Giuliani: Legal Fight Will Go On

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Rudy Giuliani says President Donald Trump’s legal battle will go on despite the Supreme Court rejecting a bid Friday from Texas’ attorney general to block the ballots of millions of voters in battleground states that went in favor of Joe Biden.

“The case wasn’t rejected on the merits, the case was rejected on standing,” Giuliani said Friday during an appearance on Newsmax TV’s “Stinchfield.”

“The answer to that is to bring the case now in the district court by the president, by some of the electors, alleging the same facts where there would be standing and therefore get a hearing.”

The court’s order was issued with no public dissents. The Electoral College will convene Monday to affirm Biden’s win.

“The worst part of this is, basically the courts are saying they want to stay out of this, and they don’t want to give us a hearing and they don’t want the American people to hear these facts.,” said Giuliani.

“That’s a terrible, terrible mistake. These facts will remain an open sore in our history unless they don’t get resolved. They need to be heard, they need to be aired and somebody needs to make a decision on whether they’re true or false and some court’s going to have the courage to make that decision.”

The lawsuit, brought by Texas Attorney General Ken Paxton, sought to sue Pennsylvania, Georgia, Wisconsin and Michigan and invalidate their election results. The Supreme Court said Texas had not demonstrated “a judicially cognizable interest in the manner in which another State conducts its elections.”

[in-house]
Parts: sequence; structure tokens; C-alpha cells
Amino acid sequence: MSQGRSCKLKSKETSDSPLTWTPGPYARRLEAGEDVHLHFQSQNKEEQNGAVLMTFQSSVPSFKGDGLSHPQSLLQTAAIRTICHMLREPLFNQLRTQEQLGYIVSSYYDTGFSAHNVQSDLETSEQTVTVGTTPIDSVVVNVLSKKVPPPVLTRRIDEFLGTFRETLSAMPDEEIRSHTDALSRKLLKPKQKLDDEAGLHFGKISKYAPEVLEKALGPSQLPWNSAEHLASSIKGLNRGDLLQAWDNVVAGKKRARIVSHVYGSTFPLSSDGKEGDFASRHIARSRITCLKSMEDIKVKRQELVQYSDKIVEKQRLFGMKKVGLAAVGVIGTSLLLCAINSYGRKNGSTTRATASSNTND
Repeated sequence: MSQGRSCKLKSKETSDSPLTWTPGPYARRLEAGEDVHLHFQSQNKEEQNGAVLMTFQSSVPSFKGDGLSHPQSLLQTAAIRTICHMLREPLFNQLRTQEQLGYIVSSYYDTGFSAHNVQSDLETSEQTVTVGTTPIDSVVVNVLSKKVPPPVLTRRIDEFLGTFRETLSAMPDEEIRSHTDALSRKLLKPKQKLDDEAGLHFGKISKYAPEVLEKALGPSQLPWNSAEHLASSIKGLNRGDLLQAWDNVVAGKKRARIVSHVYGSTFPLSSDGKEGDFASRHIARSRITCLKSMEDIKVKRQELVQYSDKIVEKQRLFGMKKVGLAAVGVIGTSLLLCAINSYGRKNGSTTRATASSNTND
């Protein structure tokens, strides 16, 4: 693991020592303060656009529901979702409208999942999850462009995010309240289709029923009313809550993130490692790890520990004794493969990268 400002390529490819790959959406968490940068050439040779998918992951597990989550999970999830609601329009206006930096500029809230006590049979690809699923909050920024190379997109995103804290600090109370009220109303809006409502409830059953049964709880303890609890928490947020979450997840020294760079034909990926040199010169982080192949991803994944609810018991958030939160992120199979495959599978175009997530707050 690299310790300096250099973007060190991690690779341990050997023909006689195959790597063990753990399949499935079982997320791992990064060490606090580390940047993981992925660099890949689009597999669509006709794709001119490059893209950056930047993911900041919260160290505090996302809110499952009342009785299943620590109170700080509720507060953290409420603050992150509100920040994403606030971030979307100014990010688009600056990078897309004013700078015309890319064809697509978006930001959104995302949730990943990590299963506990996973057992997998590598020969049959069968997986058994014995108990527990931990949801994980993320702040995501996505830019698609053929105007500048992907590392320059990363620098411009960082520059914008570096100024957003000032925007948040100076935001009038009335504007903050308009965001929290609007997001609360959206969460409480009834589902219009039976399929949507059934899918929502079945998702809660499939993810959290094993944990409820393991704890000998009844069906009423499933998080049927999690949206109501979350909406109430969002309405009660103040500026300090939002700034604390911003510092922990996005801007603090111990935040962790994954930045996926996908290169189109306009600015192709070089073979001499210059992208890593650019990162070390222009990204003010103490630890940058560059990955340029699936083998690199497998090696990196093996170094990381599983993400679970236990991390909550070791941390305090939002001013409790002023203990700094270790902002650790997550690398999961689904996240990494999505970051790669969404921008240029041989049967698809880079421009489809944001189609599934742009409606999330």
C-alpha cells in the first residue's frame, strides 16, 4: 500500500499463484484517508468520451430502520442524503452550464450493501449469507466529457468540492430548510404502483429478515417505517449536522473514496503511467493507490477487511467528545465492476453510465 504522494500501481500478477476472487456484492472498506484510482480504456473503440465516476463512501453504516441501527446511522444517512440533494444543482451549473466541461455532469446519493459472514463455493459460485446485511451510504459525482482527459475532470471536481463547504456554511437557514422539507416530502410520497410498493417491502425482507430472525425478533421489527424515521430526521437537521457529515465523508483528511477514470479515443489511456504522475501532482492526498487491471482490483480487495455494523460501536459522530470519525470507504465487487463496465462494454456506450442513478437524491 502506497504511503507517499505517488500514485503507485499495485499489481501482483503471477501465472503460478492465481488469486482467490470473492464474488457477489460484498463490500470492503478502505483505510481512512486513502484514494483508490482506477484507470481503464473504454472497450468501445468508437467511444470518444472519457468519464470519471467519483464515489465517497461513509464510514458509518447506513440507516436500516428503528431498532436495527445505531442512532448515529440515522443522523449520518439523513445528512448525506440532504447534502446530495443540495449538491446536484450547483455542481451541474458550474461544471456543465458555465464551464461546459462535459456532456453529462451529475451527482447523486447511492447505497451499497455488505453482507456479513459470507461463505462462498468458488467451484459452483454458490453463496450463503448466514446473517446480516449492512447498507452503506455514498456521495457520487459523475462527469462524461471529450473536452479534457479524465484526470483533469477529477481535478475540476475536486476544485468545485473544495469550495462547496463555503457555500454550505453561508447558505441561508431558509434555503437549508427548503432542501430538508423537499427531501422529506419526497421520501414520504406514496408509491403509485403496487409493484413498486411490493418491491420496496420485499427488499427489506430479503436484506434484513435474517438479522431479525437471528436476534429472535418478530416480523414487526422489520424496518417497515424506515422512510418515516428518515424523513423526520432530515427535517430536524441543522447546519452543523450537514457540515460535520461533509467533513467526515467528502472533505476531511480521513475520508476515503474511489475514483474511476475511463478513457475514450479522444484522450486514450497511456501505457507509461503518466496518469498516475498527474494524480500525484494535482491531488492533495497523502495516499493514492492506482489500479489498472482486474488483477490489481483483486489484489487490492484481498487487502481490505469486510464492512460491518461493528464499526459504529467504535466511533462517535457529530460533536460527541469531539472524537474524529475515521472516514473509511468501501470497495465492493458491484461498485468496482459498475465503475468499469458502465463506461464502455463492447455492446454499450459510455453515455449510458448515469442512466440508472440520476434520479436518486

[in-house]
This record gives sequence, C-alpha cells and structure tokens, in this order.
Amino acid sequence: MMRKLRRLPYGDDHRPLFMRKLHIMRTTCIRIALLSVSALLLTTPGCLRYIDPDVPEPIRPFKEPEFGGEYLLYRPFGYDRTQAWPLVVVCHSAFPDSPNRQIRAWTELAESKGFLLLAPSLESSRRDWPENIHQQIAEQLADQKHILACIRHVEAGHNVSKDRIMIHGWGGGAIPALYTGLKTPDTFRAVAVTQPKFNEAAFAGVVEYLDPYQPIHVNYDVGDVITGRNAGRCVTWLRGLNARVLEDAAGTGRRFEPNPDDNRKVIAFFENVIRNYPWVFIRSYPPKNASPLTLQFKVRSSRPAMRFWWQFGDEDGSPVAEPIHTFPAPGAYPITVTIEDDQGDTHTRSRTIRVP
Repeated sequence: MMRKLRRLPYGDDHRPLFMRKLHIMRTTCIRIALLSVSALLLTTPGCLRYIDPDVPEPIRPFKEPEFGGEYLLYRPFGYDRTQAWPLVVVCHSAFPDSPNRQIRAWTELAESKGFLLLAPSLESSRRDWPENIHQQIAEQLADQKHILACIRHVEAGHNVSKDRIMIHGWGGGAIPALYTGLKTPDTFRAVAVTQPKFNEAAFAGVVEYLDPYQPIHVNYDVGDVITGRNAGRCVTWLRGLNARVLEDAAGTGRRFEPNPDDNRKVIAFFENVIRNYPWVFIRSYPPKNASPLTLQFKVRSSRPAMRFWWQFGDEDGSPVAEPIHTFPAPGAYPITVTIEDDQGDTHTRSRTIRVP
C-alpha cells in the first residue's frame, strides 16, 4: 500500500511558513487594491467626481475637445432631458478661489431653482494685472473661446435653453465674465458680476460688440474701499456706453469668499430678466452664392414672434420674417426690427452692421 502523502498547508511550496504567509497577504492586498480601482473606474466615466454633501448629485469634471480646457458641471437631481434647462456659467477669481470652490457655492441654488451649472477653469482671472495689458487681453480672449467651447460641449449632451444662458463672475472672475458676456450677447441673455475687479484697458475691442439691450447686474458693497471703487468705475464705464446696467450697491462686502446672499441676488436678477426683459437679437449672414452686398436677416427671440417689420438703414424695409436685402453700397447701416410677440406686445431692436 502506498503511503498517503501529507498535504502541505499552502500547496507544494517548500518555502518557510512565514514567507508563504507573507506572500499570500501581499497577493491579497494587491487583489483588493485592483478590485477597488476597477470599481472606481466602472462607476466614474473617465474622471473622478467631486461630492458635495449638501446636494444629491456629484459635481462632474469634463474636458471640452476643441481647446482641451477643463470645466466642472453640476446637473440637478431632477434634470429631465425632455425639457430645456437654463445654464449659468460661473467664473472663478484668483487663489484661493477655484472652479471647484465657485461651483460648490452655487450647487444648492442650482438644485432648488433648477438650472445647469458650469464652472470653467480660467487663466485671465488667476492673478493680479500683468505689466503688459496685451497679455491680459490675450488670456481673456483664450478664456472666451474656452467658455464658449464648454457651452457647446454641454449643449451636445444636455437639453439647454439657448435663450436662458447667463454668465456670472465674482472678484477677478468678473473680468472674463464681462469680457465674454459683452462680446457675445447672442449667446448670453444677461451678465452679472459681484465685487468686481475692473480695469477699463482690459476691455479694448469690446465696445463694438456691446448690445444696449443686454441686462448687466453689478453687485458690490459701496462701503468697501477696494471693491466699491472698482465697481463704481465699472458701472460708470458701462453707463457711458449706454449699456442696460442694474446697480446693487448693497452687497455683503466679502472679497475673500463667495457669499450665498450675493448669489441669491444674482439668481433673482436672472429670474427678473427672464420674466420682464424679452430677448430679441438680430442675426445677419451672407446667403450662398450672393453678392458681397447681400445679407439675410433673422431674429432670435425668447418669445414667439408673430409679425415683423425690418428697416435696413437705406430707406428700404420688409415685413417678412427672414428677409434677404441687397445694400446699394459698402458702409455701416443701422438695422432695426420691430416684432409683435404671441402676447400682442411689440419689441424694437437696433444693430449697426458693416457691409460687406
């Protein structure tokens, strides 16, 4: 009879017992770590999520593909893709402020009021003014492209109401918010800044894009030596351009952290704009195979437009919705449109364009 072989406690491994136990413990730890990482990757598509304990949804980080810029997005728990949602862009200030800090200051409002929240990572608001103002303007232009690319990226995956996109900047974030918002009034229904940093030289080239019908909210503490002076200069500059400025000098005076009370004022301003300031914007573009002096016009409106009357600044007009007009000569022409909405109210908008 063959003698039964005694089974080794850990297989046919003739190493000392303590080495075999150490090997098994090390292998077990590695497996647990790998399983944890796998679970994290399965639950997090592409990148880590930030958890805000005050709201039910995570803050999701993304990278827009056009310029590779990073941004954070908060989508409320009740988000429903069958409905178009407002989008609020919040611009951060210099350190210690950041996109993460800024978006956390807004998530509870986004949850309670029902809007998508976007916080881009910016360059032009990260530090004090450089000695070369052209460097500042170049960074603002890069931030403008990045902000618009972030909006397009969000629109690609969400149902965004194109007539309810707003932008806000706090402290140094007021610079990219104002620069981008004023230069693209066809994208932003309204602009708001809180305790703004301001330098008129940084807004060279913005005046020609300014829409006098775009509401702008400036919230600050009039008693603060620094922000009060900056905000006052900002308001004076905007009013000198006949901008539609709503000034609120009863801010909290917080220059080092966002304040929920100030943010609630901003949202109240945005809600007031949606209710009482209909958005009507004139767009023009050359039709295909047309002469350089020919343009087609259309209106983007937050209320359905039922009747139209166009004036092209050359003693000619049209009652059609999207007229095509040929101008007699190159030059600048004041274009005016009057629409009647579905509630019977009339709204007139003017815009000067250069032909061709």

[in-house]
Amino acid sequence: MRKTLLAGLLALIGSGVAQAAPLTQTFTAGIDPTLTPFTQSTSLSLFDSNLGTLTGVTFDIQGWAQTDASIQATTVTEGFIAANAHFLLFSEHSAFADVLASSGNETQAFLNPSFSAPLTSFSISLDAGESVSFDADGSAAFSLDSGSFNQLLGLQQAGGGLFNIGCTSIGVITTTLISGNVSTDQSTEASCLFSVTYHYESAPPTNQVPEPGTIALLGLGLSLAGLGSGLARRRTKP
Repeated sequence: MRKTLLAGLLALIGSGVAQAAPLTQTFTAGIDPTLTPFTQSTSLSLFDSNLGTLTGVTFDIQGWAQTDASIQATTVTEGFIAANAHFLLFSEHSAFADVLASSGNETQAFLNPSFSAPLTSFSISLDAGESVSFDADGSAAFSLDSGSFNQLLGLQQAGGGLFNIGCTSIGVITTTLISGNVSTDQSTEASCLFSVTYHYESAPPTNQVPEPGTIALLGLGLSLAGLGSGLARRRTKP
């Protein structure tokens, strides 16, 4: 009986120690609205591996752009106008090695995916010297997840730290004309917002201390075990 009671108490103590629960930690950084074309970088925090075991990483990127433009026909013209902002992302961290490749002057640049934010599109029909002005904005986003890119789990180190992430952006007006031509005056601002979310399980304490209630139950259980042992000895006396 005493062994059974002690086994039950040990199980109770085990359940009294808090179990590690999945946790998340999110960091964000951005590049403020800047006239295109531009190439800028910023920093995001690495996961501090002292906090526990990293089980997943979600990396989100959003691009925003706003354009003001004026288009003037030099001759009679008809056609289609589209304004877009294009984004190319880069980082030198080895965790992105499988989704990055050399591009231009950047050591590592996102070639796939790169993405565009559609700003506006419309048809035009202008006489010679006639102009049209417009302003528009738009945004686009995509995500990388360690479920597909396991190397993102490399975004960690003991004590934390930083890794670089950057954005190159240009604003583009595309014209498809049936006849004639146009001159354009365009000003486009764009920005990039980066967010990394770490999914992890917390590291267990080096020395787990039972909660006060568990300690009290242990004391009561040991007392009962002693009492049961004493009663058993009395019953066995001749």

Rudy Giuliani, an attorney for President Trump, told Fox News’ “Hannity” Friday night that the president’s legal team isn’t done with its elections challenges.

“The people of this country are entitled to a hearing on this,” he said. “They should have at least given us a hearing so that we can present our facts and not just pushed it off to the side so no one would ever get to hear these facts.”

The court did not provide a complete vote breakdown, so its unclear how Trump’s nominees, Justices Neil Gorsuch, Brett Kavanaugh and Amy Coney Barrett may have voted on the appael.

Texas on Friday morning had filed a “reply brief” with the Supreme Court, asking the tribunal to hear its lawsuit.

The “briefing stage” of Supreme Court litigation consists of the first party, in this instance, Texas, asking the court to hear the case. Then opposition briefs are filed by those on the other side of the case. Then the first party is allowed to file a “reply brief,” which Texas did Friday morning.

“Defendant States do not seriously address grave issues that Texas raises, choosing to hide behind other court venues and decisions in which Texas could not participate and to mischaracterize both the relief that Texas seeks and the justification for that relief,” the Texas brief says of the opposition briefs filed by Wisconsin, Pennsylvania, Michigan and Georgia Thursday.

Texas continues: “An injunction should issue because Defendant States have not—and cannot—defend their actions.”

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